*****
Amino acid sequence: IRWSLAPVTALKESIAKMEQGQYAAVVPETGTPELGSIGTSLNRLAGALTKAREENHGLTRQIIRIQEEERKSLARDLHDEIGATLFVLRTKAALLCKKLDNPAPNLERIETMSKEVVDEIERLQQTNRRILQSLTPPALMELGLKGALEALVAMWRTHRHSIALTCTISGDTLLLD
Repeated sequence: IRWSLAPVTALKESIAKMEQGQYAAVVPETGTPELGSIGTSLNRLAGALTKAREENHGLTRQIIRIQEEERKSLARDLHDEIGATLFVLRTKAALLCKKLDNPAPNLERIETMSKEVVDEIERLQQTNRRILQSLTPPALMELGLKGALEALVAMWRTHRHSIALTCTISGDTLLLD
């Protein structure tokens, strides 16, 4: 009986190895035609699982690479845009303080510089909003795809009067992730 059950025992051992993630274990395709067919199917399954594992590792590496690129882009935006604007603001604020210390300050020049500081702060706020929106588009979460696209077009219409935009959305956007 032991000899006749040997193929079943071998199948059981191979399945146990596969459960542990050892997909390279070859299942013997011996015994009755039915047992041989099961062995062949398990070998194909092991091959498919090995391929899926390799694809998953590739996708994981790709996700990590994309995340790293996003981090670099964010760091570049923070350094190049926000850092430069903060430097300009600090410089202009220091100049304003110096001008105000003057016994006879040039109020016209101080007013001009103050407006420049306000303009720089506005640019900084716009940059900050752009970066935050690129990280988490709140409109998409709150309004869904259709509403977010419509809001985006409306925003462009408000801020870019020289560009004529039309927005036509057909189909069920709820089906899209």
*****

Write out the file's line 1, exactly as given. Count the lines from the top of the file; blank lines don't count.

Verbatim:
Amino acid sequence: IRWSLAPVTALKESIAKMEQGQYAAVVPETGTPELGSIGTSLNRLAGALTKAREENHGLTRQIIRIQEEERKSLARDLHDEIGATLFVLRTKAALLCKKLDNPAPNLERIETMSKEVVDEIERLQQTNRRILQSLTPPALMELGLKGALEALVAMWRTHRHSIALTCTISGDTLLLD